Egyptian critics consistently list "The Night of Counting the Years" (also known as "The Mummy") as one of the most important Egyptian films, and perhaps the most important one, but it remains largely unknown, both within Egypt and elsewhere, despite winning a number of awards at European film festivals.
Set in 1881, on the eve of British colonial rule, it is based on a true story: an Upper Egyptian clan had been robbing a cache of mummies near the village of Qurna, and selling the artefacts on the black market. After a conflict within the clan, one of its members went to the police, helping the Antiquities Service find the cache.
The film casts this story in terms of the search for an authentic, lost Egyptian national identity (represented by the neglected and misunderstood artefacts of ancient Egyptian civilisation), but the conflict between city and countryside suggests questions that are not resolved in the film, making it an ambiguous, unsettling reflection on the price of identity.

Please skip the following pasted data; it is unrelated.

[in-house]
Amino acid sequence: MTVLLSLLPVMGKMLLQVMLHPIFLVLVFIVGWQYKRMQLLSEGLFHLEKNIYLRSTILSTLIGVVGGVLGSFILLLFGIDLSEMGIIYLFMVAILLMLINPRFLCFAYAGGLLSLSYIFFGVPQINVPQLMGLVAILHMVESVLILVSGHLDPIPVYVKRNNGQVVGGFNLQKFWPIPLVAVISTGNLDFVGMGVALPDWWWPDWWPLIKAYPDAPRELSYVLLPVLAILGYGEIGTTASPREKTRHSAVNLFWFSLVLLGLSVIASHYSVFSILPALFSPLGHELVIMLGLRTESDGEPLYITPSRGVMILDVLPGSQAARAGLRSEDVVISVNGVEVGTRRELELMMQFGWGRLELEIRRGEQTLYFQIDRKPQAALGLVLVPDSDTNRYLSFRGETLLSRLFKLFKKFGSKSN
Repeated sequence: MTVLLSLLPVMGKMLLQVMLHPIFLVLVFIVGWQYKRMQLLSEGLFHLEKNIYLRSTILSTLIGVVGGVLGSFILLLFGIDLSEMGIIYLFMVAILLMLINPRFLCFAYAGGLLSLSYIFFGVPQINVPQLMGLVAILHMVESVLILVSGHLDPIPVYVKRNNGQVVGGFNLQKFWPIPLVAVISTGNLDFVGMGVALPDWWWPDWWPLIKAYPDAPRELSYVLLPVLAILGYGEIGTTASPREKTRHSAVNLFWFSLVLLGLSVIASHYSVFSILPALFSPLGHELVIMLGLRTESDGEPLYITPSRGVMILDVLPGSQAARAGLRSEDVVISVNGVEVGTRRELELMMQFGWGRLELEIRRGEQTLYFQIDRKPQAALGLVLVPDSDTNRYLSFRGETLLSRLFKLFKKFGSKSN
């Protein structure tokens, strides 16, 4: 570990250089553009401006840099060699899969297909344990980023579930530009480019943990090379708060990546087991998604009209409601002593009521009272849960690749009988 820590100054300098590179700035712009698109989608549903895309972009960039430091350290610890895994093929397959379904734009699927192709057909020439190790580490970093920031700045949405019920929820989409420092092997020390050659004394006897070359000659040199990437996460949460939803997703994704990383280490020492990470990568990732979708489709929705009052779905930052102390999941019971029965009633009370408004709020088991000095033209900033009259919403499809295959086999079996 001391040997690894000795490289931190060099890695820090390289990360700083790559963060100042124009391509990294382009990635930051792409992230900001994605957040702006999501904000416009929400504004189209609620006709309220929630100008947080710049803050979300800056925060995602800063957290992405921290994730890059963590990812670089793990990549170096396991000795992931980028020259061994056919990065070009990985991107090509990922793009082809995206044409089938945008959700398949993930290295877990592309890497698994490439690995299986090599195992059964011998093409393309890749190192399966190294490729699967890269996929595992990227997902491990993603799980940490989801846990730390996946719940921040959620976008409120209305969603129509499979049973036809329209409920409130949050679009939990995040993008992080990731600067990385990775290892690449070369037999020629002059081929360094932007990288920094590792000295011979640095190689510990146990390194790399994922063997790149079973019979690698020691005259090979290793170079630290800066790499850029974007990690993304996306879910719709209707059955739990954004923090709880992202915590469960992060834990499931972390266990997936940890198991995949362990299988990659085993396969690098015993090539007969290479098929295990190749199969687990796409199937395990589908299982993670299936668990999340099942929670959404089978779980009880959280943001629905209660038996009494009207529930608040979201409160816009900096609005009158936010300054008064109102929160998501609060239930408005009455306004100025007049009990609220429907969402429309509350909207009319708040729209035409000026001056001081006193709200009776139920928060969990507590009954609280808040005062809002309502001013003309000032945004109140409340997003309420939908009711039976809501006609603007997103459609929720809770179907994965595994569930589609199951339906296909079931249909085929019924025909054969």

Unusual camera angles, striking colours and slow editing give the film a dreamlike quality, reinforced by Mario Nascimbene's eerie music. For those who know Arabic, the dialogue is entirely in classical Arabic, which adds to the sense of unreality.
From this page, you can download the film in the form of two DVD ISO images, which can be recorded on blank DVDs and viewed with a DVD player. These DVDs contain no subtitles. To download the film with subtitles (at a somewhat lower image quality), see the subtitled version